Basic Evolutionary TimelineEdit
- 4 Billion Years Ago (Gya) - The basic chemical components for life react, creating the first RNA, then DNA, then the first bio-molecule.
- 3.8 Gya - The first simple celled life forms (Prokaryotes ) form from the first replicating bio-molecules.
- 3 Gya - The first cells to use photosynthesis; beginning of oxygenation of the atmosphere.
- 2.9 Gya - The Theian Oxygenation Event (TOC) occurs; 98% of all life goes extinct and the atmosphere fills with oxygen, forming the Ozone layer.
- 2.5 Gya - Eukaryotes appear as the first complex cellular life.
- 900 Million Years Ago (mya) - The first simple animals.
- 780 mya - The Florentine Explosion occurs, diversifying life and allowing for the evolution of more complex, multi-cellular life.
- 700 mya - The first animal-plants, Solimarium, evolve; moving animals that undertake in the process of photosynthesis.
- 500 mya - The first hard bodied animals; creatures that covered their bodies in chemical minerals such as calcium to harden their bodies to protect themselves from predators.
- 460 mya - Cartilage to occupy and then support evolving soft-bodied organisms begins to appear within them.
- 450 mya - The first soft bodied animals to colonise the land, Planavites , appear.
- 350 mya - Solimarium colonises the surface, allowing oxygen to be more easily dispersed throughout the atmosphere.
Note - Dating in this universe is recorded from the perspective of our universe.
This timeline uses the following acronyms for dating; billion years ago (Gya), million years ago (mya), thousand years ago (kya). Anything forward of the current date will have a f on the end of the acronym instead of an a.
4500 - 4000 Gya
|The Solar system itself is formed. A nebula which had found a centre of gravity expels countless amounts of gas and dust following a nuclear reaction which brings about the formation of the Sun, after which an accretion disk filled with this gas and dust forms around the new born star.|
|4.54 Gya||After only 50 million years, a proto Theia is formed from the dust and elements that made up the accretion disk. This proto-Theia floats without a consistent orbit for millions of years.|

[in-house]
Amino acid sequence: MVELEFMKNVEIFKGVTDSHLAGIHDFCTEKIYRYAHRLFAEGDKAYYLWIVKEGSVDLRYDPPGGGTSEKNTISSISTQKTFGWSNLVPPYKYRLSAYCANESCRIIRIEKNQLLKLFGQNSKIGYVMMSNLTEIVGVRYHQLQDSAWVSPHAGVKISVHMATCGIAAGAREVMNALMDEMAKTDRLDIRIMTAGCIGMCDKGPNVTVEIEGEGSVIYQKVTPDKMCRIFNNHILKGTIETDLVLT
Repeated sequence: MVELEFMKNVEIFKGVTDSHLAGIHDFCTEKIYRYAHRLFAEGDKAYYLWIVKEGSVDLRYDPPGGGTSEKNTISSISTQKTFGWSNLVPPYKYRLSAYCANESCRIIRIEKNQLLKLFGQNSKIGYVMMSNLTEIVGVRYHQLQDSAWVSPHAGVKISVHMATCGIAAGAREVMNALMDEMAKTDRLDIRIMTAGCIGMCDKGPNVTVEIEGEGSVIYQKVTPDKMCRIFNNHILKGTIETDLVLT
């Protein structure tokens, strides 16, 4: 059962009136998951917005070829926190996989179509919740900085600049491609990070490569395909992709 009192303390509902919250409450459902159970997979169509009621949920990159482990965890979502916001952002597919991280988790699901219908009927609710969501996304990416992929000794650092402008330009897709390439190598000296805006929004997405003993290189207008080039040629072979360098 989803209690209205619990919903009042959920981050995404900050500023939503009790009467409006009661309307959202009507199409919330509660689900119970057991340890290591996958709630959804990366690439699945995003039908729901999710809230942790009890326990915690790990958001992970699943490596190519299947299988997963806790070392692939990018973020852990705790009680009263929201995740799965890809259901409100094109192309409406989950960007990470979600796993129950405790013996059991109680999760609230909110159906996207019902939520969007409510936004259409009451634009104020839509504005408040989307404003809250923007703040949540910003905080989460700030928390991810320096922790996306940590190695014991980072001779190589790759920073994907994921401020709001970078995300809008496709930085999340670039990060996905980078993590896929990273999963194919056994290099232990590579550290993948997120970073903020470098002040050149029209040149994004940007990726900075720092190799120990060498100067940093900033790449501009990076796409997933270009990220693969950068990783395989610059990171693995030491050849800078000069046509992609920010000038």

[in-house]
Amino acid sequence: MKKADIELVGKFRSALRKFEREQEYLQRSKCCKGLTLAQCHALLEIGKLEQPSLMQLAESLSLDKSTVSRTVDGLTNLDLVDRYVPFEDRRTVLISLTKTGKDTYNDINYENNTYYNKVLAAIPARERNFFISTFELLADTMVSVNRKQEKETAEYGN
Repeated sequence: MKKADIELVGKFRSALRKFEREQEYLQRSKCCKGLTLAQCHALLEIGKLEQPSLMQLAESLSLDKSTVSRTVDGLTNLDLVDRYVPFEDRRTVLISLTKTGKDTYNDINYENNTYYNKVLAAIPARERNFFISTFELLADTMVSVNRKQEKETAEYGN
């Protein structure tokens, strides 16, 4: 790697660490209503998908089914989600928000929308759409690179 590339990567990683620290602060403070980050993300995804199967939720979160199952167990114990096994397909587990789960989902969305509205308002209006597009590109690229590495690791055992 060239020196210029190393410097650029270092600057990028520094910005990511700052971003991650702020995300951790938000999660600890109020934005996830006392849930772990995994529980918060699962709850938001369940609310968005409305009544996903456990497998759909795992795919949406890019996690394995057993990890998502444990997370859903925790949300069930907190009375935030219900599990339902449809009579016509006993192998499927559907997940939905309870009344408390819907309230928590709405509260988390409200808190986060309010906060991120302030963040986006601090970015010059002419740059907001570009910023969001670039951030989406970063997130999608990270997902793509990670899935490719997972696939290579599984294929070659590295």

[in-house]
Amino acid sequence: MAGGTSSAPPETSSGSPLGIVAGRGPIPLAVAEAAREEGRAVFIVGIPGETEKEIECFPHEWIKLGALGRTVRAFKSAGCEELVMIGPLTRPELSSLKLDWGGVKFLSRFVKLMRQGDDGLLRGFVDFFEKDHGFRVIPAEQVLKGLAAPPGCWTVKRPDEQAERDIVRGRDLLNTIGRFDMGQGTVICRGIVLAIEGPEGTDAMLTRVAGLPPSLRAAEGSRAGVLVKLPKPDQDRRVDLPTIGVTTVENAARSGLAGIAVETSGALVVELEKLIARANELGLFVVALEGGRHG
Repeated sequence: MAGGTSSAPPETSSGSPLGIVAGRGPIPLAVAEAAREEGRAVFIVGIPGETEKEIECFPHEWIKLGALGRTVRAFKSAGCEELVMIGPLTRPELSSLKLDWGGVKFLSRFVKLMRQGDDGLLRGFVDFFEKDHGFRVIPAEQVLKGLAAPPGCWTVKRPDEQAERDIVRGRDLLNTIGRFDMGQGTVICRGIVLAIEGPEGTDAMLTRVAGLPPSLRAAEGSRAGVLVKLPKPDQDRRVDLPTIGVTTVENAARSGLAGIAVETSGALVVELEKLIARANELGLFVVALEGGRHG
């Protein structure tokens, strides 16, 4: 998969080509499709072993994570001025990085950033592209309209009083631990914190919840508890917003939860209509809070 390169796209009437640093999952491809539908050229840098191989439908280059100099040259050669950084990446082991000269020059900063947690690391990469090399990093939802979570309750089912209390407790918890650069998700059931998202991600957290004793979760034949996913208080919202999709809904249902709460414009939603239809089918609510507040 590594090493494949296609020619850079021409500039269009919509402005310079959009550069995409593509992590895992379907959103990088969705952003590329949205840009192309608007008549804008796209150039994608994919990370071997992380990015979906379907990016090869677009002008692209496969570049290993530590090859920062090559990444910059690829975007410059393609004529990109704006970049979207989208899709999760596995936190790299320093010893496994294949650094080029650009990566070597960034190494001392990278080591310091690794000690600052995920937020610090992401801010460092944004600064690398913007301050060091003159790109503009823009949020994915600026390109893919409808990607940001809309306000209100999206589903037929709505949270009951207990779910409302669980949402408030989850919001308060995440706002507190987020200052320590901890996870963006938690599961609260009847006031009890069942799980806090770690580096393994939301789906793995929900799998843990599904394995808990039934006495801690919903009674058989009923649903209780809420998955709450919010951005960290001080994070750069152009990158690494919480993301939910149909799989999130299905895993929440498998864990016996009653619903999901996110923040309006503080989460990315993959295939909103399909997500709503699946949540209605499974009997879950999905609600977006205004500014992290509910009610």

|4.5 Gya||A small, but powerful object slams into the planet, causing it to lose its already non-stable orbit, and begin to fall towards the Sun. However, after thousands of years falling towards it, a young planet, Earth, intercepts Theia with its gravitational pull, and after a "slingshot effect" occured, Theia was thrown back away from its receding orbit.|
|4.48 Gya||After 20 million years of floating throughout space between the orbits of Earth and Mars, Theia's overall orbit is stabilised, within, but close to the boundary of, the habitable zone.|
|4.12 Gya||Cooling on the planet allows it to be covered in liquid water brought about by passing asterioids and comets that bath the planet in the life giving chemical.|
Chemical reactions, caused by an influx of activity in thermal vents, partnered with the continuing impacts of asteroids and comets, bring a number of specific elements together for the formation of life; hydrogen, oxygen, phosphorus, nitrogen and carbon bound together. This causes an unexpected reaction to occur between the elements, as they begin to act unlike anything seen before within the Solar system; they begin to act like RNA.
4000 - 2800 Gya
4 - 3.8 Gya
|Continuing heavy impacts by the last of the large, abundant asteroids hits its peak, resulting in the late heavy bombardment. This impacts continue the "chemical stirring" of the elements that form life, and result in the proliferation of basic, genetic holding RNA.|
|3.9 Gya||RNA continues to evolve, as they begin to split into other bio-molecules, primarily, and most importantly, DNA, which had begun to hold the genetic information, instead of just transferring it as RNA began to do. This was further thousands of years later, with DNA strands continuing to "evolve" with their genetic information needing to be protected. This resulted in the earliest microscopic bio-molecule; a thin membrane covering the important DNA strands.|